Ellnora 2019 opening night

Nigerian guitarist Bombino performs with his band Thursday, Sept. 5, 2019, at the opening-night party for this year's Ellnora: The Guitar Festival at Krannert Center for the Performing Arts in Urbana.

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It was at the 2013 Ellnora: The Guitar Festival at Krannert Center that Bobby Reynolds, known by the stage name of Reverend Robert, first introduced himself in person to Grammy-nominated Indian slide key guitarist Debashish Bhattacharya.

Reynolds, a Mattoon native who now lives in Charleston, travels the country — and sometimes the world — playing the blues. Bhattacharya’s music, while different from his own, intrigued him.

“He’s the best slide player I’ve ever heard,” he said. “I sent him an email, and I told him that.”

Bhattacharya responded by telling Reynolds to come over to Kolkata and study with him. So Reynolds stayed with Bhattacharya for a month, opening for him in Calcutta to a crowd that was sometimes tepid about the blues.

At Thursday’s Opening Night Festival, Reynolds made his own Ellnora debut, performing on Stage Five in the lobby of Krannert Center.

For Reynolds, the value of Ellnora is in its variety. On Thursday alone, a group from Madagascar, Toko Telo, performed outside while Nigerian guitarist Bombino performed with his band inside.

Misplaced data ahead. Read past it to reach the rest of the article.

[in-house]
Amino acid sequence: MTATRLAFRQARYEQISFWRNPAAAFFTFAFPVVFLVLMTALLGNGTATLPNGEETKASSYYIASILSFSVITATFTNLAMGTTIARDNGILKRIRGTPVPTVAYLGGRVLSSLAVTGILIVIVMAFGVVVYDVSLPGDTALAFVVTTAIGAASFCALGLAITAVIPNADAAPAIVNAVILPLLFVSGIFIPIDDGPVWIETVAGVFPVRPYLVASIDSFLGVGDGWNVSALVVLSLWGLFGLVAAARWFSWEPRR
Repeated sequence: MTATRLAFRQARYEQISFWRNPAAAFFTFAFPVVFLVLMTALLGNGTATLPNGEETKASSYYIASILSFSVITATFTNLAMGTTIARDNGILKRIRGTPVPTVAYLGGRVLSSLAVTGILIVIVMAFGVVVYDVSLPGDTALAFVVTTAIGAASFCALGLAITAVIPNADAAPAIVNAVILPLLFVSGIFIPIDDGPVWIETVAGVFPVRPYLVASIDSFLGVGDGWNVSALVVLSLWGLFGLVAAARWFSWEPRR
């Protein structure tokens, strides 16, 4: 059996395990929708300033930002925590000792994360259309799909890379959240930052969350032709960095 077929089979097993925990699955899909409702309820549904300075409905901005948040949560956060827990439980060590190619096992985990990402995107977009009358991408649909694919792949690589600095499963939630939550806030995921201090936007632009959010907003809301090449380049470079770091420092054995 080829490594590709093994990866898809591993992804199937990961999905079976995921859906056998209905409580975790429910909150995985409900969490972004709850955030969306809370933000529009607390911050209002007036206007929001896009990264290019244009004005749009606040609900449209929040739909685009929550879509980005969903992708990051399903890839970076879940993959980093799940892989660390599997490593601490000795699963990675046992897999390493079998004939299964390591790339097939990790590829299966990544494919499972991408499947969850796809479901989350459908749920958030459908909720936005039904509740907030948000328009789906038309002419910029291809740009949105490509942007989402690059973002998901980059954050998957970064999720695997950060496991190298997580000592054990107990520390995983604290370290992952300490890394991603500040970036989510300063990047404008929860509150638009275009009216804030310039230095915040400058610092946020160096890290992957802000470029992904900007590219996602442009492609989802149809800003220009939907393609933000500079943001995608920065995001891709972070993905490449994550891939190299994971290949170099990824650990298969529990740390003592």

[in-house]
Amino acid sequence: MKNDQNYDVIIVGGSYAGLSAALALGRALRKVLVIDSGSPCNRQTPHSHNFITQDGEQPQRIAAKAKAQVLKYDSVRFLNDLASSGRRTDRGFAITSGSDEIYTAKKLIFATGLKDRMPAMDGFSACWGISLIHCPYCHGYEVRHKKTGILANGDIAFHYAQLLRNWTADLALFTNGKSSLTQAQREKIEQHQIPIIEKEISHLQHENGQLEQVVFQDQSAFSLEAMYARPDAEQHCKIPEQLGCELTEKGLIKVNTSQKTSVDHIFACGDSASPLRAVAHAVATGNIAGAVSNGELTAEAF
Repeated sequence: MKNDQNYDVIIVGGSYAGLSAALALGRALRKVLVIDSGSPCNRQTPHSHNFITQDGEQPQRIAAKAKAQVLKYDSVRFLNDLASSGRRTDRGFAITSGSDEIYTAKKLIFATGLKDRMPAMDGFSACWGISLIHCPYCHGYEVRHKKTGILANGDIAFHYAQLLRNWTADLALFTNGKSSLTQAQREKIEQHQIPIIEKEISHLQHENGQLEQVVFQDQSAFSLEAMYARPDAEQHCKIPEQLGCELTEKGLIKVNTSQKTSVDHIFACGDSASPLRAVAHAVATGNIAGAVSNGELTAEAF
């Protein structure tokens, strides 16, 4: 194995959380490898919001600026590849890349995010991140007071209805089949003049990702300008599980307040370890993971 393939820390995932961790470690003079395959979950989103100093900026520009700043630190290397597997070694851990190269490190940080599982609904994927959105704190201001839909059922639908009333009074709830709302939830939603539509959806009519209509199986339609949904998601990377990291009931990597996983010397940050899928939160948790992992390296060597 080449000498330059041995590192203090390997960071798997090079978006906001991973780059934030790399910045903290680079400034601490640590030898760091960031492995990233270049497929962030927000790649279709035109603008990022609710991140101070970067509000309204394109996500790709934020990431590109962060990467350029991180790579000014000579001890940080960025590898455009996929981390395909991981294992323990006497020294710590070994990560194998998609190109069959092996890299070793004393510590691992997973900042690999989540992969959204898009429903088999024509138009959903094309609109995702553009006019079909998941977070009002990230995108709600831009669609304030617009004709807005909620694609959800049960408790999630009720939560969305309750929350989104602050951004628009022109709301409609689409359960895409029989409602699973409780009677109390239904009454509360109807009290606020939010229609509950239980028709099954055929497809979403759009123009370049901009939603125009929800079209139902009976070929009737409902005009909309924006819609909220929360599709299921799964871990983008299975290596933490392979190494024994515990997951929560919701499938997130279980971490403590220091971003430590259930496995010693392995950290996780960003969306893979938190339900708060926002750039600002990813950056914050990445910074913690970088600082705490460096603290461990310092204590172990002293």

“It’s great, because I love the variety of styles,” Reynolds said. “To me, that’s one of the coolest things about this festival.”

Reynolds isn’t above taking bits and pieces from those styles around the world, integrating pieces of music like Bhattacharya’s into the blues style he plays.

“I’m always like, ‘Yeah, I’ll do a little Indian thing here, but I’ll throw it into blues,’” Reynolds said. “I like stealing something from all of those styles. Because when you’re one guy up there with a guitar, it’s hard to have much variety. So all of those different things help give you a little bit of a variety with the rhythms and everything.”

When Reynolds saw the lineup for the festival, Bombino popped out at him. As someone who listens to Nigerian music, he said he came across the artist on Pandora and became a fan.

As it turned out, Bombino played on the stage adjacent to Reynolds just before him.

“That worked out perfectly,” he said. “I just love that style. I really enjoyed that.”

Reynolds has been around the world playing, listening and learning about music. On Wednesday, he returned from playing in England.

But even for him, the experience of playing at Ellnora and experiencing the other artists’ music an hour from home is an unbeatable experience.

“It’s invaluable,” Reynolds said. “Because living in this area, living in the middle of the cornfield, it’s hard to come and see this variety of music this close to home. Any time I get up here for anything, it’s always one of my favorite festivals. You’re not going to see Bombino anywhere closer to where I live.”